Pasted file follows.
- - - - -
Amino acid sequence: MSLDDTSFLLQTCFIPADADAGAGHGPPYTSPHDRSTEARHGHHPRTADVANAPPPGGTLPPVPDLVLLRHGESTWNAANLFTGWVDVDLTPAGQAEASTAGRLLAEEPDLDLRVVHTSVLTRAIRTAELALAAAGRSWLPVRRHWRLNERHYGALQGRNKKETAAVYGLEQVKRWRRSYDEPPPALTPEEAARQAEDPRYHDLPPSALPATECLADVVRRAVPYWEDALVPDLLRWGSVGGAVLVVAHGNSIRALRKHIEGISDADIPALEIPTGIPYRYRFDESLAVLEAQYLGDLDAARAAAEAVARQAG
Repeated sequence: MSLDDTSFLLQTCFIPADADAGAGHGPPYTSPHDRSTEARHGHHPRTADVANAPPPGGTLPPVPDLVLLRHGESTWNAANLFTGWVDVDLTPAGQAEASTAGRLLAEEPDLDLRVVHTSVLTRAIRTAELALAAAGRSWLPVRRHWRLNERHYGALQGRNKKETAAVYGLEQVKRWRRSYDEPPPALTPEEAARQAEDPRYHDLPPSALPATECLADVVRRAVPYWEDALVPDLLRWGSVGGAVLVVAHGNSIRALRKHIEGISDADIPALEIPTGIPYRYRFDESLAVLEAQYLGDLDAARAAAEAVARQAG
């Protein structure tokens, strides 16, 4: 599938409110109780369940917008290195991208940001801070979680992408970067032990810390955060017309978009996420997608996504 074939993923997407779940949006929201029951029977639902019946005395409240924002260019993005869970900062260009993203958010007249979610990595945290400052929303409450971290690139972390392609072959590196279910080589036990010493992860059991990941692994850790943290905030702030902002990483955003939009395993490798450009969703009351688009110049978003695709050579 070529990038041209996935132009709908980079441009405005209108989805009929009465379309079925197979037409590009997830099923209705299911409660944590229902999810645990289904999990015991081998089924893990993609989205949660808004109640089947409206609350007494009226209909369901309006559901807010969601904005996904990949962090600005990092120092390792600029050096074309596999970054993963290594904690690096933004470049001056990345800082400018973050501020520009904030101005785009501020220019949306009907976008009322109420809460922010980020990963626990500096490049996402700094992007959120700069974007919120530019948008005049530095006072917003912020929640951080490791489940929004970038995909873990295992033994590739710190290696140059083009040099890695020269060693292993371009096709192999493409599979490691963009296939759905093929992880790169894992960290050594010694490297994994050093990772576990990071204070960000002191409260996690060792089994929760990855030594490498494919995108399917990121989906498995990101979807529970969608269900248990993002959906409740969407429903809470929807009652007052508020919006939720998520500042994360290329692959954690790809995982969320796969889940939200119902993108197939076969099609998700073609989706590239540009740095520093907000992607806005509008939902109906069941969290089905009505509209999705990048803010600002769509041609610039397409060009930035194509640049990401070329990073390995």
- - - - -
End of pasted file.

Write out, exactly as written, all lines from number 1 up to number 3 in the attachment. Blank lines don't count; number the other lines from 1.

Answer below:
Amino acid sequence: MSLDDTSFLLQTCFIPADADAGAGHGPPYTSPHDRSTEARHGHHPRTADVANAPPPGGTLPPVPDLVLLRHGESTWNAANLFTGWVDVDLTPAGQAEASTAGRLLAEEPDLDLRVVHTSVLTRAIRTAELALAAAGRSWLPVRRHWRLNERHYGALQGRNKKETAAVYGLEQVKRWRRSYDEPPPALTPEEAARQAEDPRYHDLPPSALPATECLADVVRRAVPYWEDALVPDLLRWGSVGGAVLVVAHGNSIRALRKHIEGISDADIPALEIPTGIPYRYRFDESLAVLEAQYLGDLDAARAAAEAVARQAG
Repeated sequence: MSLDDTSFLLQTCFIPADADAGAGHGPPYTSPHDRSTEARHGHHPRTADVANAPPPGGTLPPVPDLVLLRHGESTWNAANLFTGWVDVDLTPAGQAEASTAGRLLAEEPDLDLRVVHTSVLTRAIRTAELALAAAGRSWLPVRRHWRLNERHYGALQGRNKKETAAVYGLEQVKRWRRSYDEPPPALTPEEAARQAEDPRYHDLPPSALPATECLADVVRRAVPYWEDALVPDLLRWGSVGGAVLVVAHGNSIRALRKHIEGISDADIPALEIPTGIPYRYRFDESLAVLEAQYLGDLDAARAAAEAVARQAG
């Protein structure tokens, strides 16, 4: 599938409110109780369940917008290195991208940001801070979680992408970067032990810390955060017309978009996420997608996504 074939993923997407779940949006929201029951029977639902019946005395409240924002260019993005869970900062260009993203958010007249979610990595945290400052929303409450971290690139972390392609072959590196279910080589036990010493992860059991990941692994850790943290905030702030902002990483955003939009395993490798450009969703009351688009110049978003695709050579 070529990038041209996935132009709908980079441009405005209108989805009929009465379309079925197979037409590009997830099923209705299911409660944590229902999810645990289904999990015991081998089924893990993609989205949660808004109640089947409206609350007494009226209909369901309006559901807010969601904005996904990949962090600005990092120092390792600029050096074309596999970054993963290594904690690096933004470049001056990345800082400018973050501020520009904030101005785009501020220019949306009907976008009322109420809460922010980020990963626990500096490049996402700094992007959120700069974007919120530019948008005049530095006072917003912020929640951080490791489940929004970038995909873990295992033994590739710190290696140059083009040099890695020269060693292993371009096709192999493409599979490691963009296939759905093929992880790169894992960290050594010694490297994994050093990772576990990071204070960000002191409260996690060792089994929760990855030594490498494919995108399917990121989906498995990101979807529970969608269900248990993002959906409740969407429903809470929807009652007052508020919006939720998520500042994360290329692959954690790809995982969320796969889940939200119902993108197939076969099609998700073609989706590239540009740095520093907000992607806005509008939902109906069941969290089905009505509209999705990048803010600002769509041609610039397409060009930035194509640049990401070329990073390995």